Happy Passover!

Photo by PoPville flickr user idit.

Happy Passover to my fellow members of the tribe out in PoPville. Though in a cruel twist of fate this is also the start of Craft Brewers Week. So if you don’t observe, I highly recommend hitting the Dogfish Head tap takeover tonight at Smoke and Barrel. Check out the full week’s craft brewers conference schedule here. Hag Samaech and happy wine and beer drinking to all!

7 Comment

  • So if you’re Jewish, no beer this week? Bear with a country Catholic – I’ve heard of “Kosher for Passover” – does that apply to all foods? Or just ones with grain/yeast in them? (beer’s got plenty of both, of course.) What’s the basic outline of the typical food routine if you’re a practicing Jewish person?


    • Chag sameach, PoPville!!

      Good questions, Anonymous. “Kosher for Passover” cannot pertain to foods that still have yeast, other rising ingredients in it over Passover, and therefore, beer will not be imbibed by those observing this week. Plenty of Kosher for Passover wine will be consumed though. 🙂

      Basic outline is a good question, which I’d be happy to answer but it all depends on the person. 🙂 As a self-described country Catholic, and assuming you’ll celebrate Easter, happy Easter!

    • it depends on how strictly observant someone is – some folks will only use products (other than fresh fruits and veggies) certified as kosher for passover – others will just avoid things made with grains and yeast. And of course some Jews who hold seders don’t observe the dietary laws at all.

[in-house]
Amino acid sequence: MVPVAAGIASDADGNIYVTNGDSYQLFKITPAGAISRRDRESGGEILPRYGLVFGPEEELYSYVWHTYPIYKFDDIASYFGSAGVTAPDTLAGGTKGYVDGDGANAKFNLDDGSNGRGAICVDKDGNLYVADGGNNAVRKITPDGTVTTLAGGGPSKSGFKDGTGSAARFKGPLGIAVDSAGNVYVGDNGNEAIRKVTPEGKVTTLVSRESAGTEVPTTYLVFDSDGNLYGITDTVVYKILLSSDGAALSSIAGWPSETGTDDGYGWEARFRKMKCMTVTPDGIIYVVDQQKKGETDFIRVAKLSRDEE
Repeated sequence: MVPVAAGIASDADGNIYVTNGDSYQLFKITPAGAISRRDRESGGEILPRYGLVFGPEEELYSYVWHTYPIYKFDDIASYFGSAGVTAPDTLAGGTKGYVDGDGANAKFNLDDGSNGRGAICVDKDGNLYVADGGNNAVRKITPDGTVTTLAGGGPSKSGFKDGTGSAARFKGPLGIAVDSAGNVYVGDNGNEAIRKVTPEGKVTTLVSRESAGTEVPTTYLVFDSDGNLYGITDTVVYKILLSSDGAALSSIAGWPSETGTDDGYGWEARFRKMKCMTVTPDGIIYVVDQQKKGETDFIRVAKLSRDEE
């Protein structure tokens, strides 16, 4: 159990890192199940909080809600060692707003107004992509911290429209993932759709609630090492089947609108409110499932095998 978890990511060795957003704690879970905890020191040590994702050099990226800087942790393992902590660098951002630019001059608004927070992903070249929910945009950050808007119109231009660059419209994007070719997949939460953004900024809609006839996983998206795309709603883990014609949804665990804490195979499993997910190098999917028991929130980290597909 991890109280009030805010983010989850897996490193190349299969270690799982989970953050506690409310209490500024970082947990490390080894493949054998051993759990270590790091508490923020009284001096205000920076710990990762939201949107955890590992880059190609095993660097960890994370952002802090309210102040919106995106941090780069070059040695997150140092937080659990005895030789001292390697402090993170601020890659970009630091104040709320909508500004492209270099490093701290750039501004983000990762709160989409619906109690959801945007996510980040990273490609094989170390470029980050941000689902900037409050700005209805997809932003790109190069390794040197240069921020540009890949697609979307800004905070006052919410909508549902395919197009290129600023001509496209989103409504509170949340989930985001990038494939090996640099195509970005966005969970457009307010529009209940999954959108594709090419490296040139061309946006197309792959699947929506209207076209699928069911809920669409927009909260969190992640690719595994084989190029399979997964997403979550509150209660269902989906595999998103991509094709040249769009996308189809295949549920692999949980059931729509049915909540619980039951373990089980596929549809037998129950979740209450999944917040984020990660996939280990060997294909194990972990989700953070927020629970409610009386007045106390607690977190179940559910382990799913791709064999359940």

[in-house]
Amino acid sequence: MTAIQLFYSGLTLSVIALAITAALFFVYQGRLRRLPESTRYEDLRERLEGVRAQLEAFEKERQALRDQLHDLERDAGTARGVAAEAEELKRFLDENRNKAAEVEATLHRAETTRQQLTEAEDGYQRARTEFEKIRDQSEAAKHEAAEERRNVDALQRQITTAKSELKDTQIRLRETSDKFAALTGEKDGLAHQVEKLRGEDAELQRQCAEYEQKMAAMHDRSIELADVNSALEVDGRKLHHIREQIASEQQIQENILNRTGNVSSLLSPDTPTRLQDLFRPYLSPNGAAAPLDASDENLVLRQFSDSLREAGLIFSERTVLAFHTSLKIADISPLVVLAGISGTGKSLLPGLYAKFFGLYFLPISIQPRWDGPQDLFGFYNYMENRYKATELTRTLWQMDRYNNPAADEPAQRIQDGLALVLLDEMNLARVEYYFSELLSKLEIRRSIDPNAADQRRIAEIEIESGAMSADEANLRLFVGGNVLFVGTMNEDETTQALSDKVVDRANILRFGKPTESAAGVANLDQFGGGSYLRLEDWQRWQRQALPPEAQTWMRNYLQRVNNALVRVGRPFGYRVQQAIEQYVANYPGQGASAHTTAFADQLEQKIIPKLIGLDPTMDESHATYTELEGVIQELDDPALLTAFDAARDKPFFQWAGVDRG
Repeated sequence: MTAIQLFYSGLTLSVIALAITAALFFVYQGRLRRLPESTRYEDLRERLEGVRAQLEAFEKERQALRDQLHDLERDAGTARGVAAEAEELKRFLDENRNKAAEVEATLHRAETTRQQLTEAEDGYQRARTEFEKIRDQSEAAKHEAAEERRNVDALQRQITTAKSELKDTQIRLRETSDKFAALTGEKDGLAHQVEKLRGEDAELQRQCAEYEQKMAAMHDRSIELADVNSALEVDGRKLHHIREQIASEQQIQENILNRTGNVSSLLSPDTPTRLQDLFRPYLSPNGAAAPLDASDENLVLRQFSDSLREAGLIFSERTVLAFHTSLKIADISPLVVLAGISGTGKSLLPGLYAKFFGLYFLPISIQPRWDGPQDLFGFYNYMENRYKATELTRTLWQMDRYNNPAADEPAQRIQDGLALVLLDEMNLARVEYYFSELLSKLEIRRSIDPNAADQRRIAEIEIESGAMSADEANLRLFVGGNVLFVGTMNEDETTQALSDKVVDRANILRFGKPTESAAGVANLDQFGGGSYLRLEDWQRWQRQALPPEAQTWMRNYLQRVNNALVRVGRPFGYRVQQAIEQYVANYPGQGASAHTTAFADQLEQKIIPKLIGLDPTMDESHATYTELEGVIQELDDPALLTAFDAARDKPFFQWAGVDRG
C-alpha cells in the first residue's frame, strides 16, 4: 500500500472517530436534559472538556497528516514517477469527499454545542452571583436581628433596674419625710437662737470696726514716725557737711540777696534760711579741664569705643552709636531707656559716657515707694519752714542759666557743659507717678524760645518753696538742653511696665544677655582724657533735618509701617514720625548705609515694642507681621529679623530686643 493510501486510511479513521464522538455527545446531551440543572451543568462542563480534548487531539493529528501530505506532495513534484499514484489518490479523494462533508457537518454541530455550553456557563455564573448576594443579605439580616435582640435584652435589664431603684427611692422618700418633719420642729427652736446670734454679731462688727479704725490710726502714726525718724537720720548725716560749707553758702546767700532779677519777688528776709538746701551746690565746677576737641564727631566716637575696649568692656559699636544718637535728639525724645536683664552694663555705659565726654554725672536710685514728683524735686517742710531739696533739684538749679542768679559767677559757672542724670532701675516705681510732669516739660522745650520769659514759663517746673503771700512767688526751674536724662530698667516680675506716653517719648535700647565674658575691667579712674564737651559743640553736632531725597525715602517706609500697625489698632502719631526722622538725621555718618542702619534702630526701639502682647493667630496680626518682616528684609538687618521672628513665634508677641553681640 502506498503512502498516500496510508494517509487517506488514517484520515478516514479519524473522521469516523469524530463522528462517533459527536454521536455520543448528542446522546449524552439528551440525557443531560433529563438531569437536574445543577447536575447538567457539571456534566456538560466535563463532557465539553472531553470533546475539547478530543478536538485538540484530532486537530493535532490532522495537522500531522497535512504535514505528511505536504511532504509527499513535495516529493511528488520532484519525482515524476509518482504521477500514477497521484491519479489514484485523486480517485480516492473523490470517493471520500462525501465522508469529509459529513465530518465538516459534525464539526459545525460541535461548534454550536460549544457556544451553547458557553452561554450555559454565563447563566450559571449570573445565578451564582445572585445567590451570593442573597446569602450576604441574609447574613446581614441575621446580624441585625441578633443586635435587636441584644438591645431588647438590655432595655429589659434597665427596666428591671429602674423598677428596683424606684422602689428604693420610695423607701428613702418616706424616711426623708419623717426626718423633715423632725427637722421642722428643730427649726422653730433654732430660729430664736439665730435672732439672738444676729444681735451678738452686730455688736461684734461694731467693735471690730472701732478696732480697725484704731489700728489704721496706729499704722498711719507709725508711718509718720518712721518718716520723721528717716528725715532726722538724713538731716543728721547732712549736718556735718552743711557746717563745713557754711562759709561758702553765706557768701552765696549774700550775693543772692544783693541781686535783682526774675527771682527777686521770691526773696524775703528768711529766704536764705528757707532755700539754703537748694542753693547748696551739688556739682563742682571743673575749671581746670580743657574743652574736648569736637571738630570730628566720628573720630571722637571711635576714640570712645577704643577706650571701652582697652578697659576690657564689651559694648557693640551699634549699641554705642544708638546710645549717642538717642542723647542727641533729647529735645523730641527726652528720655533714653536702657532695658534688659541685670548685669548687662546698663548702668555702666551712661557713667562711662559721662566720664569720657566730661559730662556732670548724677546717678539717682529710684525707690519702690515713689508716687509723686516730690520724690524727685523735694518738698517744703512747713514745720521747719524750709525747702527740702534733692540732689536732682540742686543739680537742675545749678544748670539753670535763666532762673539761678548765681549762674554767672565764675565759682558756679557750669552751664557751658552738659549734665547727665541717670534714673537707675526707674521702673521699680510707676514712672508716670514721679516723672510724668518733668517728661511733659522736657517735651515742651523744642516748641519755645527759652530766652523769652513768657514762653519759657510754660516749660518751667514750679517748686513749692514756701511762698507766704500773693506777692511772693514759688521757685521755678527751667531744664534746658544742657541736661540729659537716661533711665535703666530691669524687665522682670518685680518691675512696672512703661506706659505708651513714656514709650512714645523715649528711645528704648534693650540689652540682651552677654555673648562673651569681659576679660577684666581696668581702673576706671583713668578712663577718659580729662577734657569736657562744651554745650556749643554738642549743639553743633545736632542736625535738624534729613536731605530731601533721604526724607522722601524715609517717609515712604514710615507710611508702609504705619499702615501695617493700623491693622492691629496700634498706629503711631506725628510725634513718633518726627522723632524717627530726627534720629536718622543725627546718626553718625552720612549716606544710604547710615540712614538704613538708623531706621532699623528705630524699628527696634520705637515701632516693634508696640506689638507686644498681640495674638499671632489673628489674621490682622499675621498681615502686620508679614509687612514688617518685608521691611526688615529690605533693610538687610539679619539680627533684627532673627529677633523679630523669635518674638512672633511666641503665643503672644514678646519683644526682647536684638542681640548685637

• My brother drank beer instead of wine at my mother’s seder last night, so my family isn’t very observant.

    • It also depends on if you’re following Ashkenazi or Sephardic traditions – they have different interpretations of what is and is not considered kosher for Passover. Honestly, Wikipedia might be your best intro if you’re interested in more (but not too much more) explanation.

    • The very basic outline is that anything made with wheat, barley, rye, spelt, or oats and has undergone any sort of leavening/rising or fermenting is not allowed during Passover. Matzoh is ok since it’s made with just water and flour, and is baked within 18 minutes of the two coming into contact so there’s no chance for it to rise. There are other kosher for Passover grain products made with similar steps to prevent leavening.

      Some groups (typically Jews of Eastern European descent) will include a longer list of grains, seeds, and beans (like corn, peas, peanuts, soybeans, and others) because of they were traditionally grown, processed, and used in the same manner as the core prohibited grains. That’s why you’ll sometimes see Kosher for Passover soda sweetened with cane sugar instead of corn syrup, and why many who don’t observe Passover stock up on those yellow-capped bottles this time of year!

      Anyway, when you see foods labeled “Kosher for Passover,” it generally means that (a) they don’t contain any of the prohibited items, and (b) have been certified to have been produced in a facility that has been properly cleaned of those prohibited items. Since not all who observe Passover follow the same rules, some items have a “Consult your rabbi” warning on them.

      Beer, by definition, is grain that has been fermented, so is a no-go. Wine, however, is allowed.

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